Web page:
Now, even though the audience has still got some hatred towards Lear for banishing Kent and disowning Cordellia, their feelings start to turn as Lear in Act 1 Scene 4 has had more sins committed against him. Gonerill and her servants have no right in treating Lear in such a cruel manner and he realises he has done wrong in disowning Cordellia. This treatment of Lear is just a small taster of what is to come from both sisters later on in the play along with other key characters.
In Act 2 Scene 2. Kent sees Oswald at Regan’s castle, confronts and attacks him. Cornwall, Regan’s husband, puts Kent in the stocks for his actions towards Oswald. This is a direct attack on Lear by Cornwall. To make matters worse for Kent, Regan increases Kent’s time in the stocks. Cornwall declares that Kent shall be stocked till noon but Regan has other ideas…
‘Till noon? Till night, my lord and all night too.’
The Earl of Gloucester then enters the scene, he is one of Lear’s personal and closest friends and tells Regan and Cornwall it is a direct attack against the king and they must get Kent out of the stocks.
Act 2 Scene 4 is a crucial and critical scene in the battle between good and evil. Lear is wondering curiously at the beginning of the scene where Kent his messenger is and why his daughter and son-in-law aren’t at home to greet him. Then Kent surprisingly lists a lot of sins committed against Lear; telling Lear Regan put him in the stocks, his recent clash with Oswald, and that he knows Oswald was bringing a letter to Regan from Gonerill.
Lear is at this stage of the play suffers a feeling known as Hysterias passio which back in the times of William Shakespeare was felt by women especially who are pregnant. It makes them very upset and emotional.
Lear asks where his daughter and husband are but is told they refuse to speak to him.
“Deny to speak with me? They are sick, they are weary,
They have travelled all the night? Mere fetches”
“I’d speak to The Duke of Cornwall and his wife.”
Lear at this point doesn’t address his daughter as Regan but as Cornwall’s wife showing he doesn’t really love her as much and doesn’t look at her as his daughter anymore.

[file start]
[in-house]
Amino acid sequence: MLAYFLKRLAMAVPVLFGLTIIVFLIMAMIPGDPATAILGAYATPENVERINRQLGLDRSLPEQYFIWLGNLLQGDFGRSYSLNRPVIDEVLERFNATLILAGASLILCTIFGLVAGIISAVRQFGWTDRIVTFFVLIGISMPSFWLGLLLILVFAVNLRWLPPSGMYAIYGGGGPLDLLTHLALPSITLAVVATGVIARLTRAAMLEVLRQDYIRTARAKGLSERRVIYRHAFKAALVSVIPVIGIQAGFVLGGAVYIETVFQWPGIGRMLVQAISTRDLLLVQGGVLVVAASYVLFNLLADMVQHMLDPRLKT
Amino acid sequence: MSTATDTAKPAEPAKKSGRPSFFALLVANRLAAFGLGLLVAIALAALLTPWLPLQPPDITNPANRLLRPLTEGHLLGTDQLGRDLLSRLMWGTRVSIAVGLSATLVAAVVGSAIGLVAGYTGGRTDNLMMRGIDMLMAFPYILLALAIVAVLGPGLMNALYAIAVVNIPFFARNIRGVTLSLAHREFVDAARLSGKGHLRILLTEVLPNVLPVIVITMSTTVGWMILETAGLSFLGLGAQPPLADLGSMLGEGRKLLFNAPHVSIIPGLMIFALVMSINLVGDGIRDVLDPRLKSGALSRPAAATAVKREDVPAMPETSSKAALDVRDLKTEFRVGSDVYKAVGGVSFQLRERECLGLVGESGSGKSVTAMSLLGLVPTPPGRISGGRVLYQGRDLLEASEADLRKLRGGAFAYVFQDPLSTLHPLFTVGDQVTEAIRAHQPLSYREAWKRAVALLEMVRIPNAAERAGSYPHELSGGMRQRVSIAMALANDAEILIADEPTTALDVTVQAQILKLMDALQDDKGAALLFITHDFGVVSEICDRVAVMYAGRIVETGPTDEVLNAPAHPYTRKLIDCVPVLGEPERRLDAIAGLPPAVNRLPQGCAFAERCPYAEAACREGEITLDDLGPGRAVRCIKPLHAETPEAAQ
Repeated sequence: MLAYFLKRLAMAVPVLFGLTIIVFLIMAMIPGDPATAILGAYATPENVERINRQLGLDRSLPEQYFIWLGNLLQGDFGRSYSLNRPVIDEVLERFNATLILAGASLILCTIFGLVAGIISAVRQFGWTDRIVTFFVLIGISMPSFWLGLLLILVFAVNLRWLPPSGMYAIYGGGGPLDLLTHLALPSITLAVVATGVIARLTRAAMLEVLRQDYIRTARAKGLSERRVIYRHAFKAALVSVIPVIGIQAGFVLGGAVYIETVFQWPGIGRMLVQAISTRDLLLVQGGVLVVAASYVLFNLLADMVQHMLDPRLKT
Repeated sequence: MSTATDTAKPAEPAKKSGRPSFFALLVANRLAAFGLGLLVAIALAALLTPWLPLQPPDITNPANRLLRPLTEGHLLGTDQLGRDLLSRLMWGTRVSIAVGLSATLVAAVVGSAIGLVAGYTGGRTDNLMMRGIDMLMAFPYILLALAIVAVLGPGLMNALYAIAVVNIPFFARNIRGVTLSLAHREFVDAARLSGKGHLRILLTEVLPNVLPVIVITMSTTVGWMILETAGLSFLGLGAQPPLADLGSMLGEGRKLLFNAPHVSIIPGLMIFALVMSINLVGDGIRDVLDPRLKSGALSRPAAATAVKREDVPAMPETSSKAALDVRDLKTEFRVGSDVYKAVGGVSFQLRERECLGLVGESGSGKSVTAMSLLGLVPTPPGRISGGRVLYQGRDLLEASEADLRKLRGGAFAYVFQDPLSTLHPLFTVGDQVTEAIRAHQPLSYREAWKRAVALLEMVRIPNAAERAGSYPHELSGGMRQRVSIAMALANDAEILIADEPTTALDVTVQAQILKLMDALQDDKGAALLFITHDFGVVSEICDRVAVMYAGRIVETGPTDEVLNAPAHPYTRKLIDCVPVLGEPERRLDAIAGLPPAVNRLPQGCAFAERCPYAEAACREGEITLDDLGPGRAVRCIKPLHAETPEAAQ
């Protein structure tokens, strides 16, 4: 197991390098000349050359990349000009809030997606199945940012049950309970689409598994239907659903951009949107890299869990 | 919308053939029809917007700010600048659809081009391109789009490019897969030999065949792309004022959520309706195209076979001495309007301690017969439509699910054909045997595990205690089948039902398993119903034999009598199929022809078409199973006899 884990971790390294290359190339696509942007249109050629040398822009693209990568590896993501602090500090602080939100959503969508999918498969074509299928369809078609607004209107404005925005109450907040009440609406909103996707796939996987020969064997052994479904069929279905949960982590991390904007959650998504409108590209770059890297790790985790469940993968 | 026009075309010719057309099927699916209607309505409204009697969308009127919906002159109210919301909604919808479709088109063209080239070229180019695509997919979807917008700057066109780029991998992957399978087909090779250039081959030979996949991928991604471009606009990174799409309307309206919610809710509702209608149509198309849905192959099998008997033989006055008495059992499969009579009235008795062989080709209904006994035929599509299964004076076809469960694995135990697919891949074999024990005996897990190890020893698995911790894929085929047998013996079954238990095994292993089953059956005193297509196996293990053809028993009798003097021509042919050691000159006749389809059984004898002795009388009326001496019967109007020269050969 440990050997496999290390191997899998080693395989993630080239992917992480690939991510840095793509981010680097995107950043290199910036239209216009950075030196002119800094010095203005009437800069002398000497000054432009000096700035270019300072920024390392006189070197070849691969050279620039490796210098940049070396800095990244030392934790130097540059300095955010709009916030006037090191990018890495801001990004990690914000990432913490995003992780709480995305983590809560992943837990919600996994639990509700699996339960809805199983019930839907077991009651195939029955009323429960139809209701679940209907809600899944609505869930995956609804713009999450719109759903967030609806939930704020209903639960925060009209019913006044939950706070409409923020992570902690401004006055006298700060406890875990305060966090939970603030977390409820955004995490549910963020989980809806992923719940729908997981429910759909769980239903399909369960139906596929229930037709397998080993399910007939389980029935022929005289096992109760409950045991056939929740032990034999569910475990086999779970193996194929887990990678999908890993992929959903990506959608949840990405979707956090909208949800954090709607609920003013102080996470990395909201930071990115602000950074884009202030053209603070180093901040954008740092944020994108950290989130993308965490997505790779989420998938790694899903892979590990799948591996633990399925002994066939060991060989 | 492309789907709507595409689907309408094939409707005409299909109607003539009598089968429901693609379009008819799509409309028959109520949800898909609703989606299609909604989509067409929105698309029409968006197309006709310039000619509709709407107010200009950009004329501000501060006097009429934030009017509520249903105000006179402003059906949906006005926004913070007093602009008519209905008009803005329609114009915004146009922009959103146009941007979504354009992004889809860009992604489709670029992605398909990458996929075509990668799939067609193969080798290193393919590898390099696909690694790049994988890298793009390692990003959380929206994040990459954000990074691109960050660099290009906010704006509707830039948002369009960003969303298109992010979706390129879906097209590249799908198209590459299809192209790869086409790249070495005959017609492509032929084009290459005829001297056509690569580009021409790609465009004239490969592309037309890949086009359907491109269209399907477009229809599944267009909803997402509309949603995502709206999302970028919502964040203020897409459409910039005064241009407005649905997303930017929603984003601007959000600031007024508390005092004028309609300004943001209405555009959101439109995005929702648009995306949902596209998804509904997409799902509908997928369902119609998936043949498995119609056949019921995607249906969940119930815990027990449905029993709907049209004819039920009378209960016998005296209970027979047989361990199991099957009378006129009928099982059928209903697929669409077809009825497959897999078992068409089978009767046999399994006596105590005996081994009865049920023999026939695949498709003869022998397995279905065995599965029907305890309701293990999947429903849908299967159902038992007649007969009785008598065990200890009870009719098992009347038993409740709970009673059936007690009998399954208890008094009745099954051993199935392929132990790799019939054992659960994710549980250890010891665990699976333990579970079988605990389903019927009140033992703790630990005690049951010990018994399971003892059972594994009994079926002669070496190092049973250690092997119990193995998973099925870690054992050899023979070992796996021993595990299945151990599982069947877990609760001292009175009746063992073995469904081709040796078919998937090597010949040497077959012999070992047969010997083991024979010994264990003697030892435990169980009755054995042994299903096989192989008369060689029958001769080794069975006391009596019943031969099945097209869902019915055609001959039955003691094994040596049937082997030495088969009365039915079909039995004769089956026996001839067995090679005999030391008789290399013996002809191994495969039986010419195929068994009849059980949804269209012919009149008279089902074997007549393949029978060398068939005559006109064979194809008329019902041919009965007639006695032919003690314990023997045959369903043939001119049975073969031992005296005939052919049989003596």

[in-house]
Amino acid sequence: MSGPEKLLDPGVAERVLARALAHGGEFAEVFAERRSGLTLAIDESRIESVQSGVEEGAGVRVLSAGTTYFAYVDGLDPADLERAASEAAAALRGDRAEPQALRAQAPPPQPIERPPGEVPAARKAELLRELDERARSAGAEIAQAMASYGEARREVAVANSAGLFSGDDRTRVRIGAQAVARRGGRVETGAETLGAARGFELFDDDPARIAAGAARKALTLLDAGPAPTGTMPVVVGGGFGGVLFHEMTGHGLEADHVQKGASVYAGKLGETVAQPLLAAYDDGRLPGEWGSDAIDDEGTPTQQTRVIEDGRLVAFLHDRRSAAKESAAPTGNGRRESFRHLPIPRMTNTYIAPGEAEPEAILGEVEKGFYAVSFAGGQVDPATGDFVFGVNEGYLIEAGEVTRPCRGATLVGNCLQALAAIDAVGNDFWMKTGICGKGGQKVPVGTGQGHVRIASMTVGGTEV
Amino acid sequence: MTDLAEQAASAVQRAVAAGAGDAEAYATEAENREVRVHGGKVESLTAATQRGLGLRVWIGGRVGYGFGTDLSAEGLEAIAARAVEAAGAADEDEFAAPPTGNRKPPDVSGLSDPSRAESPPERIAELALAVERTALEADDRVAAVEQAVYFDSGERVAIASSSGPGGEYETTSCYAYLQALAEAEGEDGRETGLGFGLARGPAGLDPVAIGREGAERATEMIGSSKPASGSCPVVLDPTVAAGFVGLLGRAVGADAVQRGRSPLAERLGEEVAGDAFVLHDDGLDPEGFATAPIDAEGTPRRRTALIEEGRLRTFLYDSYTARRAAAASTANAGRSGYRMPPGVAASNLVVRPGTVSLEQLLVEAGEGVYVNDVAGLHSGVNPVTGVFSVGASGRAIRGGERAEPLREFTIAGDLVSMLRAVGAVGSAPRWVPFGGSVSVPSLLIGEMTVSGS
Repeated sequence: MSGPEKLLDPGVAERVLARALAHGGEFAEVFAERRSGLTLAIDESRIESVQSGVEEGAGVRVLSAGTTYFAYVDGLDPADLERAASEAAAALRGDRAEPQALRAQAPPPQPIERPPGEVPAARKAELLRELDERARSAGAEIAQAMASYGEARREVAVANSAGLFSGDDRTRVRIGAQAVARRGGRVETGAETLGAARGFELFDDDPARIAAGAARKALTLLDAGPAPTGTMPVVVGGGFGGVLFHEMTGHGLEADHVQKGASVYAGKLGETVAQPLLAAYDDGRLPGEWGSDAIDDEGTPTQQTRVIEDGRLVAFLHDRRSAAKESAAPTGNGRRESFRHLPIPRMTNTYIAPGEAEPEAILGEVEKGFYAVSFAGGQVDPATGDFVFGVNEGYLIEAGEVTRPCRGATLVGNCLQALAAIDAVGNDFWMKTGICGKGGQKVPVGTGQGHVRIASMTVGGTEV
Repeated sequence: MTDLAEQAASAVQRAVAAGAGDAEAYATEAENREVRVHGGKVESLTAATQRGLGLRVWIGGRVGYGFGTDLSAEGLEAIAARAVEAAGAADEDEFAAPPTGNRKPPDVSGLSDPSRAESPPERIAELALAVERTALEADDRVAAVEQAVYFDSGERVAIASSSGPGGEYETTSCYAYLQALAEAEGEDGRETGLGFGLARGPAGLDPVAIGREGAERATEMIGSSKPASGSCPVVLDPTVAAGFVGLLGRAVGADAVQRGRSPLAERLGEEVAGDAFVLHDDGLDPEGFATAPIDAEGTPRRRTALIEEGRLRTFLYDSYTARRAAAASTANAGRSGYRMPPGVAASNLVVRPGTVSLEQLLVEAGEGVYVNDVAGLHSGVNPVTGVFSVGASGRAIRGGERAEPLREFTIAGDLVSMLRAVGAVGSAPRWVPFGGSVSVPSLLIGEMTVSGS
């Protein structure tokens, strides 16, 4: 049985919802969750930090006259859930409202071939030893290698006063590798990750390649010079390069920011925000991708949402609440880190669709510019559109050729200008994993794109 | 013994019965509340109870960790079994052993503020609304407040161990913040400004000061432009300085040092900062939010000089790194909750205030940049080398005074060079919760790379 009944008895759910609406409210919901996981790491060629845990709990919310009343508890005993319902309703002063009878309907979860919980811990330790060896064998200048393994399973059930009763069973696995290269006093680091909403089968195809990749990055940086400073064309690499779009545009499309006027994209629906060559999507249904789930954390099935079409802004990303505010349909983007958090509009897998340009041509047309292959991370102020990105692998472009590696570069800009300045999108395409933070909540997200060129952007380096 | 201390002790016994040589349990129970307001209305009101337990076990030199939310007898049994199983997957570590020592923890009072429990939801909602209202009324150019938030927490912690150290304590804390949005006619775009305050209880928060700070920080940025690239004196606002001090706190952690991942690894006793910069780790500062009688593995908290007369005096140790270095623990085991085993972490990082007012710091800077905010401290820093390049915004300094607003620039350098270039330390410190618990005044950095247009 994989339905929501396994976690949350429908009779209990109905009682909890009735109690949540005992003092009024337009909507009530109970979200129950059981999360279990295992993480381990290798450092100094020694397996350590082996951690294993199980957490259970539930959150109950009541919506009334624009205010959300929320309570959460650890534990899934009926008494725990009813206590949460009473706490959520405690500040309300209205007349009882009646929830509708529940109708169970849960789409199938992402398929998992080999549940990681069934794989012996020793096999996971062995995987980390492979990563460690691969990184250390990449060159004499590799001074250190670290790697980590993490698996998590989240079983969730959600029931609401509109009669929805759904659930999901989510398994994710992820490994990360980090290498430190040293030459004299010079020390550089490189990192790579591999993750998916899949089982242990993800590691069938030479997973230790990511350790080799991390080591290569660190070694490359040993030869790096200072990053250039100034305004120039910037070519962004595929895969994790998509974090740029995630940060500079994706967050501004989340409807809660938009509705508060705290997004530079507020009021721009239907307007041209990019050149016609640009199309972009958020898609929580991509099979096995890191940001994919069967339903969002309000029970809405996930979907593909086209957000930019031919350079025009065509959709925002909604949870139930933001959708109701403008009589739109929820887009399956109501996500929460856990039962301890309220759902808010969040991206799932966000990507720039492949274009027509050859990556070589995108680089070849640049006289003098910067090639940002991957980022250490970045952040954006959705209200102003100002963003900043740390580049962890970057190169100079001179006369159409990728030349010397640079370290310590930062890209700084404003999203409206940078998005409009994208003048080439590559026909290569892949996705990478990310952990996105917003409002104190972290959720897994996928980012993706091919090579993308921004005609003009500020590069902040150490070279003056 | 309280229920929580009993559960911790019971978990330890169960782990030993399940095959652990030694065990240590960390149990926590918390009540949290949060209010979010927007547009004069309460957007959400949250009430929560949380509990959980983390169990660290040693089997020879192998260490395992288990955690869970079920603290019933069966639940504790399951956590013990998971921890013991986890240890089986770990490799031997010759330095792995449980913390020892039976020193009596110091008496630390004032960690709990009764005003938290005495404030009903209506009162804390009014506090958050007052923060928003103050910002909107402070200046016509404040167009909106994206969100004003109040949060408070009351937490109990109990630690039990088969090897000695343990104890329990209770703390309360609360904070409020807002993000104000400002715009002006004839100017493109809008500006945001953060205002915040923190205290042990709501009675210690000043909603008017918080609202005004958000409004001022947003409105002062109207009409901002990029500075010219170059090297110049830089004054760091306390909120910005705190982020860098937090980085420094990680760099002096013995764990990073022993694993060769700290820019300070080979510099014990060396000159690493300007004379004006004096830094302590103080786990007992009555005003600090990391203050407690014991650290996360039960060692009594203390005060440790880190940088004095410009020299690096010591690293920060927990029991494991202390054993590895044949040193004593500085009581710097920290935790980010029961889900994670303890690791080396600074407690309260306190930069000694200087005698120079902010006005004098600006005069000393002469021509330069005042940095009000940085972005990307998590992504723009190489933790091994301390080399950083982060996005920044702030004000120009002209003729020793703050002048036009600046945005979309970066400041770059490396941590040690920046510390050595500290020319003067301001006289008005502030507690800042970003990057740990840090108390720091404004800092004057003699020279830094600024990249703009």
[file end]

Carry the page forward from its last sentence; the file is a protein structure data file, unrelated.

Finally Regan and Gonerill appear, Regan tells her father to return to her sister, but Lear won’t, he proclaims:
She hath abated me of half my train.”
Regan tries to persuade him to go back saying a man of his age needs advice but he refuses and stands his ground because of Gonerill’s rudeness and total lack of respect.
Then Lear can’t believe his eyes after telling Regan of all Gonerill’s terrible attributes, Gonerill arrives and Regan joins hands showing a physical manifestation of the sister’s alliance. Lear now realises that the pair of them are in cahoots with each together and unleashes sarcastic and evil wishes on the pair of them.
“Strike her young bones,
You taking airs, with lameness!
Gonerill and Regan both say it is best for Lear to return to Gonerill’s castle and to reduce his number of followers by half again. But Lear says he would rather sleep outside, be a slave to France or a slave to Oswald than to agree to these terms. Gonerill reacts in a negative way.
‘At your choice, sir.’
Regan demands that if he stays with her he can only have 25 followers. Lear now attaches financial matters to emotional ones saying that Gonerill loves him more because she lets him have 50 knights whereas Regan only lets him have 25. This is another example of Lear’s way with love. His measured love at the beginning of the play with words now with the number of knights he can have! This is a big sin from him.